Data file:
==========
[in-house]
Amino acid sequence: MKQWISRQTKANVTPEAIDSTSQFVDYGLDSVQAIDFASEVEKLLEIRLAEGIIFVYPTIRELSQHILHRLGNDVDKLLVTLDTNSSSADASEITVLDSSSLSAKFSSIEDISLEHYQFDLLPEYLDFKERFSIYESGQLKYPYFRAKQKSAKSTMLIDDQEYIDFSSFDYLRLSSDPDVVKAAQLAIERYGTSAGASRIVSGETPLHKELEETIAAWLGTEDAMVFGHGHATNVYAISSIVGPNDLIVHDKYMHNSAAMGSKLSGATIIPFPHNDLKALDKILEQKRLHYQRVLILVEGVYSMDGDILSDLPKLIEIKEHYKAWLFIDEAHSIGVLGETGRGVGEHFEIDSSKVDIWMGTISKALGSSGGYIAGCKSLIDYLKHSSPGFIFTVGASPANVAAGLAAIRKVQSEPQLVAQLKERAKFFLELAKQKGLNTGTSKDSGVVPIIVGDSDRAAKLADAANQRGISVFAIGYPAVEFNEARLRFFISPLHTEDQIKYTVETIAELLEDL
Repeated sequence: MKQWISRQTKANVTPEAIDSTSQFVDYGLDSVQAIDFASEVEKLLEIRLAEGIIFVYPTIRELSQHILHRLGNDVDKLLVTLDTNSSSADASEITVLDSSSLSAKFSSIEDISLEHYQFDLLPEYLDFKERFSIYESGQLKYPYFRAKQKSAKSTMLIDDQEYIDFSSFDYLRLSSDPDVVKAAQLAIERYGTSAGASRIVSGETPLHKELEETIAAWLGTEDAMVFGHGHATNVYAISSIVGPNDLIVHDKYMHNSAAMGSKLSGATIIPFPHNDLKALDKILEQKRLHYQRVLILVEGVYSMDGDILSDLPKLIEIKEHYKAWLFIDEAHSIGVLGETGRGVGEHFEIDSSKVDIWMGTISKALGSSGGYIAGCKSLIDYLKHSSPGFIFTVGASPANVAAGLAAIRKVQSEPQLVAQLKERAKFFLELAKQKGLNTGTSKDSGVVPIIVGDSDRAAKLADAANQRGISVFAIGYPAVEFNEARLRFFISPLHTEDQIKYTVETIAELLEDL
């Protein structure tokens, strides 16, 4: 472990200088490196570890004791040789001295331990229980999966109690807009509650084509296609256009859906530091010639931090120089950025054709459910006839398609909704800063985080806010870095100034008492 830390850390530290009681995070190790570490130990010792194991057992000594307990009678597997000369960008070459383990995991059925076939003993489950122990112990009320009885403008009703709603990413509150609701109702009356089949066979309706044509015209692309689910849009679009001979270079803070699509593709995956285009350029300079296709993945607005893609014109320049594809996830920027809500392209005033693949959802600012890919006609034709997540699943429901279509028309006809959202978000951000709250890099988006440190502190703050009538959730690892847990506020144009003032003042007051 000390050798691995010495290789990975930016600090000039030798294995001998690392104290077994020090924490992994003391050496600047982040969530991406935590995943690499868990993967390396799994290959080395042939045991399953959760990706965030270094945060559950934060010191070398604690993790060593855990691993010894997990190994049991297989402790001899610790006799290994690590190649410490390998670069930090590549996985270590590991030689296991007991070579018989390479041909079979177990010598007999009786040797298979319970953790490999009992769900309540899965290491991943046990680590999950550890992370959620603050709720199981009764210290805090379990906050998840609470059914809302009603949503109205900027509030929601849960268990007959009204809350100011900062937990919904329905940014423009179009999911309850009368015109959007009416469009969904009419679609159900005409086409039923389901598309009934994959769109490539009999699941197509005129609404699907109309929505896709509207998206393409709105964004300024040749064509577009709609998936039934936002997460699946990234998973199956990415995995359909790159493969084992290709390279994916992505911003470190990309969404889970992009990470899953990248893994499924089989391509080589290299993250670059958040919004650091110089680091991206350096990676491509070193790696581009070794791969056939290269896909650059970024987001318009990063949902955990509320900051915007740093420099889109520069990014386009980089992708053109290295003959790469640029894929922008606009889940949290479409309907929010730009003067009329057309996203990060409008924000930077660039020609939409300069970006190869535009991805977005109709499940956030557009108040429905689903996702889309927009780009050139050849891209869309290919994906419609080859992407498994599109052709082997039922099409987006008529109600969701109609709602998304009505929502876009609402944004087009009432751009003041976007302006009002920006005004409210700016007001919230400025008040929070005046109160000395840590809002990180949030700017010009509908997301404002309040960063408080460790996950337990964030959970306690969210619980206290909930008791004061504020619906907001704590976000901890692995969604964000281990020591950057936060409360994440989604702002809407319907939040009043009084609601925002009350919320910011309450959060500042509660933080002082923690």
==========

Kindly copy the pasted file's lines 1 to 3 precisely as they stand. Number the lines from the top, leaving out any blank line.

[in-house]
Amino acid sequence: MKQWISRQTKANVTPEAIDSTSQFVDYGLDSVQAIDFASEVEKLLEIRLAEGIIFVYPTIRELSQHILHRLGNDVDKLLVTLDTNSSSADASEITVLDSSSLSAKFSSIEDISLEHYQFDLLPEYLDFKERFSIYESGQLKYPYFRAKQKSAKSTMLIDDQEYIDFSSFDYLRLSSDPDVVKAAQLAIERYGTSAGASRIVSGETPLHKELEETIAAWLGTEDAMVFGHGHATNVYAISSIVGPNDLIVHDKYMHNSAAMGSKLSGATIIPFPHNDLKALDKILEQKRLHYQRVLILVEGVYSMDGDILSDLPKLIEIKEHYKAWLFIDEAHSIGVLGETGRGVGEHFEIDSSKVDIWMGTISKALGSSGGYIAGCKSLIDYLKHSSPGFIFTVGASPANVAAGLAAIRKVQSEPQLVAQLKERAKFFLELAKQKGLNTGTSKDSGVVPIIVGDSDRAAKLADAANQRGISVFAIGYPAVEFNEARLRFFISPLHTEDQIKYTVETIAELLEDL
Repeated sequence: MKQWISRQTKANVTPEAIDSTSQFVDYGLDSVQAIDFASEVEKLLEIRLAEGIIFVYPTIRELSQHILHRLGNDVDKLLVTLDTNSSSADASEITVLDSSSLSAKFSSIEDISLEHYQFDLLPEYLDFKERFSIYESGQLKYPYFRAKQKSAKSTMLIDDQEYIDFSSFDYLRLSSDPDVVKAAQLAIERYGTSAGASRIVSGETPLHKELEETIAAWLGTEDAMVFGHGHATNVYAISSIVGPNDLIVHDKYMHNSAAMGSKLSGATIIPFPHNDLKALDKILEQKRLHYQRVLILVEGVYSMDGDILSDLPKLIEIKEHYKAWLFIDEAHSIGVLGETGRGVGEHFEIDSSKVDIWMGTISKALGSSGGYIAGCKSLIDYLKHSSPGFIFTVGASPANVAAGLAAIRKVQSEPQLVAQLKERAKFFLELAKQKGLNTGTSKDSGVVPIIVGDSDRAAKLADAANQRGISVFAIGYPAVEFNEARLRFFISPLHTEDQIKYTVETIAELLEDL